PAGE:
Arkerless 07-23-2014 04:03 AM

Quote:

Originally Posted by abesirovic1 (Post 5207903)
For educational purposes, why is PAM bad (I'm not trolling, I'm just curious)?

Considering I have been very successful at avoiding the thing for years I am not the best person to answer this concretely, but I will give it a shot at the abstract level. It's quite possible that any specific criticisms I might recall from the last time I tried to configure it are ancient history at this point, without any fundamental change in the architecture I would still consider it unwanted.

First off, system-critical processes, particularly ones directly concerned with security, shouldnt rely on shared modules. There are several serious issues with that, some obvious some subtle, and correct me if I am wrong but I recall PAM was designed to use shared modules anyway, and I dont recall that ever being changed.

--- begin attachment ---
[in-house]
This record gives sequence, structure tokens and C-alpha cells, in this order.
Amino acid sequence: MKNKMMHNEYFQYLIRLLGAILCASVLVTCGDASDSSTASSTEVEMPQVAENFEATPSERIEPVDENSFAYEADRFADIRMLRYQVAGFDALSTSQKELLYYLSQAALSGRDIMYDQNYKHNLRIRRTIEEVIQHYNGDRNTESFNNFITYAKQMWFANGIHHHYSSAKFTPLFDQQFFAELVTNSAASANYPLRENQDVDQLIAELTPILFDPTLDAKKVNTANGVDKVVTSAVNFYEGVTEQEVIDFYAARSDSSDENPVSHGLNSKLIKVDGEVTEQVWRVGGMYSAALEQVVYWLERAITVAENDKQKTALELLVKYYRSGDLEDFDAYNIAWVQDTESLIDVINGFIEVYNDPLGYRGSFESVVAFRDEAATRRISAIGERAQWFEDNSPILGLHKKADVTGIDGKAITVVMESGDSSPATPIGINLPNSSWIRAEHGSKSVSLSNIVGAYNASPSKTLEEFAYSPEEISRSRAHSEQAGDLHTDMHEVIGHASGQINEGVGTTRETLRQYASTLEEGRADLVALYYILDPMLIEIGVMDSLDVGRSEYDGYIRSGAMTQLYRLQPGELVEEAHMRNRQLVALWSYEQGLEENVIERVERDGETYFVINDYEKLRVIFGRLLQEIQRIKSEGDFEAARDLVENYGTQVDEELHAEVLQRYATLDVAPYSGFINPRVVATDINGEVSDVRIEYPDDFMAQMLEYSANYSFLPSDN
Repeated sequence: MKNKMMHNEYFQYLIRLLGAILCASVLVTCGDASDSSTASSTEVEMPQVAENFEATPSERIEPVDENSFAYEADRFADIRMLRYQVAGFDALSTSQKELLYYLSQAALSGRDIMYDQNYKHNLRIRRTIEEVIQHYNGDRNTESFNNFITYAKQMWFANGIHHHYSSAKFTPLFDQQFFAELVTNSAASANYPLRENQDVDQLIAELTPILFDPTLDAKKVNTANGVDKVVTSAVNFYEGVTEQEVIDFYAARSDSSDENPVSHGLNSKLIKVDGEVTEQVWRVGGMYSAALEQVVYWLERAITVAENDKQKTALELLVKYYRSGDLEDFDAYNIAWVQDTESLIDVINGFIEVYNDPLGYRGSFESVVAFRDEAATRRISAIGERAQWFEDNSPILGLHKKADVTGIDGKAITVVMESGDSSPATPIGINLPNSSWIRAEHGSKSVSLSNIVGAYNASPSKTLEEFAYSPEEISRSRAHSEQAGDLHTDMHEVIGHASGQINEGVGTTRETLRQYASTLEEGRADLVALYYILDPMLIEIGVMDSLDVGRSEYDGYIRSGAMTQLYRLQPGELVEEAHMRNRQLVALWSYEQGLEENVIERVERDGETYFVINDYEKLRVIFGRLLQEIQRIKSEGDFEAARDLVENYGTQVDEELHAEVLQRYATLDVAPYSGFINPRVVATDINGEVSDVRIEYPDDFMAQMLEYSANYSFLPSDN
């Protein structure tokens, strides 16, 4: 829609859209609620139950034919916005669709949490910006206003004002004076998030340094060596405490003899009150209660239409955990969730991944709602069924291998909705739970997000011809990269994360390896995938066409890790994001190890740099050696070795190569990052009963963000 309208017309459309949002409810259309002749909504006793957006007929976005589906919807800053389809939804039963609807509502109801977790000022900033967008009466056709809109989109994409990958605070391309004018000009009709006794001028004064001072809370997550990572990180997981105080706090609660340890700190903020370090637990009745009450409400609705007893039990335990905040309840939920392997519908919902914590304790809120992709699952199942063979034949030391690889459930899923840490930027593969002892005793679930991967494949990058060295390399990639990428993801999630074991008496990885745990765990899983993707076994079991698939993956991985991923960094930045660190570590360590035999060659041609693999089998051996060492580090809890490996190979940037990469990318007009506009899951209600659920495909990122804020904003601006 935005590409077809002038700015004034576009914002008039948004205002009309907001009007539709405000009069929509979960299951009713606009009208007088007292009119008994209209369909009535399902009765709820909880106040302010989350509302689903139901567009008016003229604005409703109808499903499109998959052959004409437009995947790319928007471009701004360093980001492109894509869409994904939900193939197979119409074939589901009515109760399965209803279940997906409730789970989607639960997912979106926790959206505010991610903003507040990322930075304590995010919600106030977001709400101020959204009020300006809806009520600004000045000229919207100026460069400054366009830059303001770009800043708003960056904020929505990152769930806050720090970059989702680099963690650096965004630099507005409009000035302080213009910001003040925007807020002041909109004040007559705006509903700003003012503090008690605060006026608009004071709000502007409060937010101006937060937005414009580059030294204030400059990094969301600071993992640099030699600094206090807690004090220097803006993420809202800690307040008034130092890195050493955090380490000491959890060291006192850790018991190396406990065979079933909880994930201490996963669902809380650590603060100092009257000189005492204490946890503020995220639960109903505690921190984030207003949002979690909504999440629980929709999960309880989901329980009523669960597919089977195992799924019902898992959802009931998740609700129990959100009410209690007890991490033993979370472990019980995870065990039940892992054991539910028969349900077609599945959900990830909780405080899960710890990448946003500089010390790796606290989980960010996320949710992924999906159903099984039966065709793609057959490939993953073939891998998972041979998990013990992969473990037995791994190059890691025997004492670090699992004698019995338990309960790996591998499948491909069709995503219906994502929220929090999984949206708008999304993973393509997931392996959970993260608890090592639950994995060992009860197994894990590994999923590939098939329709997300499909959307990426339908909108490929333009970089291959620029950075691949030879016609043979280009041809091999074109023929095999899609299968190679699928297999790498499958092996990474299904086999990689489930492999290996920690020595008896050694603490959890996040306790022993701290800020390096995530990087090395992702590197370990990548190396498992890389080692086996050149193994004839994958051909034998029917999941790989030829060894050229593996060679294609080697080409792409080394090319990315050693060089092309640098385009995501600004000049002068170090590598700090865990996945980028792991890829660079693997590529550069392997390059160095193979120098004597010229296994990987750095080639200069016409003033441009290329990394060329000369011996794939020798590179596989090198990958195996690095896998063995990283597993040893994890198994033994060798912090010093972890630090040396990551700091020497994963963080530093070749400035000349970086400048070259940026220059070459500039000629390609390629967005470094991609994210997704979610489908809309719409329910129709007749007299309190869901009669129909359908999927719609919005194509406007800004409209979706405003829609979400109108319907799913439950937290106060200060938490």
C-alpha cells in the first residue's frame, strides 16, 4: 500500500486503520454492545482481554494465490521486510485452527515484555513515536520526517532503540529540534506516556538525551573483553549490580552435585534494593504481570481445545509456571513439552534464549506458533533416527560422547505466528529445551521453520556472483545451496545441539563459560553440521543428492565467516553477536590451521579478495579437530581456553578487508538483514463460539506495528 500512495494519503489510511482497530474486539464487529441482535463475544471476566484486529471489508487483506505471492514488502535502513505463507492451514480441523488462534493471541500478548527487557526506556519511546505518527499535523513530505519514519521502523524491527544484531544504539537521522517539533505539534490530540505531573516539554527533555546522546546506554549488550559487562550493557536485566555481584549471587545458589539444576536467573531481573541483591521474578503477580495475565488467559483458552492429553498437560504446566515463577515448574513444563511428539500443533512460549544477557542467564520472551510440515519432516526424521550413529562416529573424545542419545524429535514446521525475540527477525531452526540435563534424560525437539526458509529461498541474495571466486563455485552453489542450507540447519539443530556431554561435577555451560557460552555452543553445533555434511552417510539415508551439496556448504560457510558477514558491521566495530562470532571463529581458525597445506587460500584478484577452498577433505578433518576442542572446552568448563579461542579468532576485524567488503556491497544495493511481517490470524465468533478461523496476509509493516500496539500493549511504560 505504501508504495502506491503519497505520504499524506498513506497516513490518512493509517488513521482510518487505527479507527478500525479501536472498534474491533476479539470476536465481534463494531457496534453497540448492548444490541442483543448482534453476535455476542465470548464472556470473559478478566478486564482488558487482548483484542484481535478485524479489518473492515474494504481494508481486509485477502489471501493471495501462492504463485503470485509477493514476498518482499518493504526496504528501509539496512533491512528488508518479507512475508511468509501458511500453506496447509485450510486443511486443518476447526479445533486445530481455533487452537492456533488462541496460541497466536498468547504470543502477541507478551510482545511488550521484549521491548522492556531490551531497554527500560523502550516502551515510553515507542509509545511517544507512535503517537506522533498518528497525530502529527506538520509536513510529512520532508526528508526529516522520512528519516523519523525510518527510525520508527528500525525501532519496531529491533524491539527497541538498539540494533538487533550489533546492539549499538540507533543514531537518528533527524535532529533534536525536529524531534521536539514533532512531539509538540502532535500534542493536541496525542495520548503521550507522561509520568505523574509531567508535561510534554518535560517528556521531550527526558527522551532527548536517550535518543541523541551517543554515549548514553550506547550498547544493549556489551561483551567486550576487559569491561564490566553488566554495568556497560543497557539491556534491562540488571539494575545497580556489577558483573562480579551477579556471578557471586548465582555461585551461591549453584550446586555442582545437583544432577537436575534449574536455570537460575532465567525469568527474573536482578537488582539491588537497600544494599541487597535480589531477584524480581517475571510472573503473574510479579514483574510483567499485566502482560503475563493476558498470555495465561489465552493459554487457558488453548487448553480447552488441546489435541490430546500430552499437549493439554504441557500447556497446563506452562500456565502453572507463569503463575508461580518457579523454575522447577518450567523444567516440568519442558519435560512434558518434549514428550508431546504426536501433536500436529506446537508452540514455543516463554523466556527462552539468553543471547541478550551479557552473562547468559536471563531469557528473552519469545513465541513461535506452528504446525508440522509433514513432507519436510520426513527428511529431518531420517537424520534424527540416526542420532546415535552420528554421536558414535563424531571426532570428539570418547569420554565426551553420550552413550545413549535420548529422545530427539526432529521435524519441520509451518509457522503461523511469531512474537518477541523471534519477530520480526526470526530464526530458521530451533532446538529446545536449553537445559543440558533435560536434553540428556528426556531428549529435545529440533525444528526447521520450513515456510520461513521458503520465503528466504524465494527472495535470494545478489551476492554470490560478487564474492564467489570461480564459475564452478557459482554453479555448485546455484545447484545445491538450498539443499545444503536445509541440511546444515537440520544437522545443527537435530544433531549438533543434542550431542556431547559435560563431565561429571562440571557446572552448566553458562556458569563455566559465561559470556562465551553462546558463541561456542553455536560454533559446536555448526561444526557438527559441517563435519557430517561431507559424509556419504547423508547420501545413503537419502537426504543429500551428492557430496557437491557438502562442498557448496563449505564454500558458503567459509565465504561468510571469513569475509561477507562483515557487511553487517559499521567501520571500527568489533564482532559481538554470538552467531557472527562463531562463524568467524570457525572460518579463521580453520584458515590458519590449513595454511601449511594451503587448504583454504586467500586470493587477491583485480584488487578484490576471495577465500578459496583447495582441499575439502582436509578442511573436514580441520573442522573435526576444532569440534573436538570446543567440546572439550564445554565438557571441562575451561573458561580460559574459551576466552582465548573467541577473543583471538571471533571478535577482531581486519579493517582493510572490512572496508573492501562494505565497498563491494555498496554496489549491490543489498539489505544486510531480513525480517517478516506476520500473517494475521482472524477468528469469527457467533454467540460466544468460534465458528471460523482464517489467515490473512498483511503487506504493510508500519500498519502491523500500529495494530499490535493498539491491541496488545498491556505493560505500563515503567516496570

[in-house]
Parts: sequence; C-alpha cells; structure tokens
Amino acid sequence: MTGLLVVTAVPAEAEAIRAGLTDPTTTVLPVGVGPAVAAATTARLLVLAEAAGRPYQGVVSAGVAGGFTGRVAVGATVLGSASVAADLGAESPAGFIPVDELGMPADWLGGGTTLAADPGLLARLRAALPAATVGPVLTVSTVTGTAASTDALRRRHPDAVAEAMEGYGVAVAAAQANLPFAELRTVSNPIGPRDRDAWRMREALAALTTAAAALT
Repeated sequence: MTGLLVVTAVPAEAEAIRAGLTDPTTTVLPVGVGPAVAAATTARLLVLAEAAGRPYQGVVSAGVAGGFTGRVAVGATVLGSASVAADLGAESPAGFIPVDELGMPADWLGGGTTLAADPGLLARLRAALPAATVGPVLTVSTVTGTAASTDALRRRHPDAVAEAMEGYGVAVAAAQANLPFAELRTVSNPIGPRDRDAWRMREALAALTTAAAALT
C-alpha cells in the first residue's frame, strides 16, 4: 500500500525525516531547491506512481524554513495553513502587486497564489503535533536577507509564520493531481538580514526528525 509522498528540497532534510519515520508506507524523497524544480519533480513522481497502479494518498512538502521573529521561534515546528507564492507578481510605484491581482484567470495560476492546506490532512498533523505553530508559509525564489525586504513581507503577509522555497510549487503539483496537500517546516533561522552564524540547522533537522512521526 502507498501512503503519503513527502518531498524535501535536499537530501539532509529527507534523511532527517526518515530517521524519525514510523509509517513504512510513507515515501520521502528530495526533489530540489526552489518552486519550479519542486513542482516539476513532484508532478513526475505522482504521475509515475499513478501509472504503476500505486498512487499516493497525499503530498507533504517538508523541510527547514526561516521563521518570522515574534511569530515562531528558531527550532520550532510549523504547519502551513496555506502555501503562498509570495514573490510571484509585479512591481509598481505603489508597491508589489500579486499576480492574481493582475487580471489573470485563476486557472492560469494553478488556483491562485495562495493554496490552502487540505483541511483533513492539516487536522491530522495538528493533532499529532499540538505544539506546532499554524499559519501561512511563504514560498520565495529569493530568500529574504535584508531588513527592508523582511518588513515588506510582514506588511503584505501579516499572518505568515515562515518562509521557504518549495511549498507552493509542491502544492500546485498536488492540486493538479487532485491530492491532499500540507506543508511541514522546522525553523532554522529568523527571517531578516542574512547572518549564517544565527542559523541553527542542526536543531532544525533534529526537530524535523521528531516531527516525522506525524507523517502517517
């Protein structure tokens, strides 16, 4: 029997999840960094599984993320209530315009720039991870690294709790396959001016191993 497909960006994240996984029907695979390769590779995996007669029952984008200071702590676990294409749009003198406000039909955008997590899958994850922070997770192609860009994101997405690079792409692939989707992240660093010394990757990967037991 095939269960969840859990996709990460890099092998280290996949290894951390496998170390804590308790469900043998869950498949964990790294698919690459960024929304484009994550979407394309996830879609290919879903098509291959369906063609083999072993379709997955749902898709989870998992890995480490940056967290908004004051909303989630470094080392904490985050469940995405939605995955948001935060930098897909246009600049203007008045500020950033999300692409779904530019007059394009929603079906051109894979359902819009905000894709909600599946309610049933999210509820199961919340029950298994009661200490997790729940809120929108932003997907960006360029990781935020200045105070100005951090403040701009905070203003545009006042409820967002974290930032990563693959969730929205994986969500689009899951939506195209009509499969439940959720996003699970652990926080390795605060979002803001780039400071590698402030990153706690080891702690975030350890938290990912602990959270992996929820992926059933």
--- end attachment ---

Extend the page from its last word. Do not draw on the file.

Secondly, PAM tries remote logins before local logins. This is a serious architectural mistake, which makes it possible for a fault in remote logins to prevent local logins, effectively bricking your box. Let me repeat that. This makes it possible for a fault in remote login logic to prevent local logins and effectively brick the box. This is insane.

There was a talk about 'polyethelene PAM' that you might look up, it was a long time ago and hopefully some of the specific things that he went into have been fixed, but IIRC the author essentially tried to workaround that basic problem and triggered a cascade of more subtle bugginess as PAM fought back. This was an over-architected system that always thought it knew best and introduced the opportunities for failures both spectacular and subtle as a result.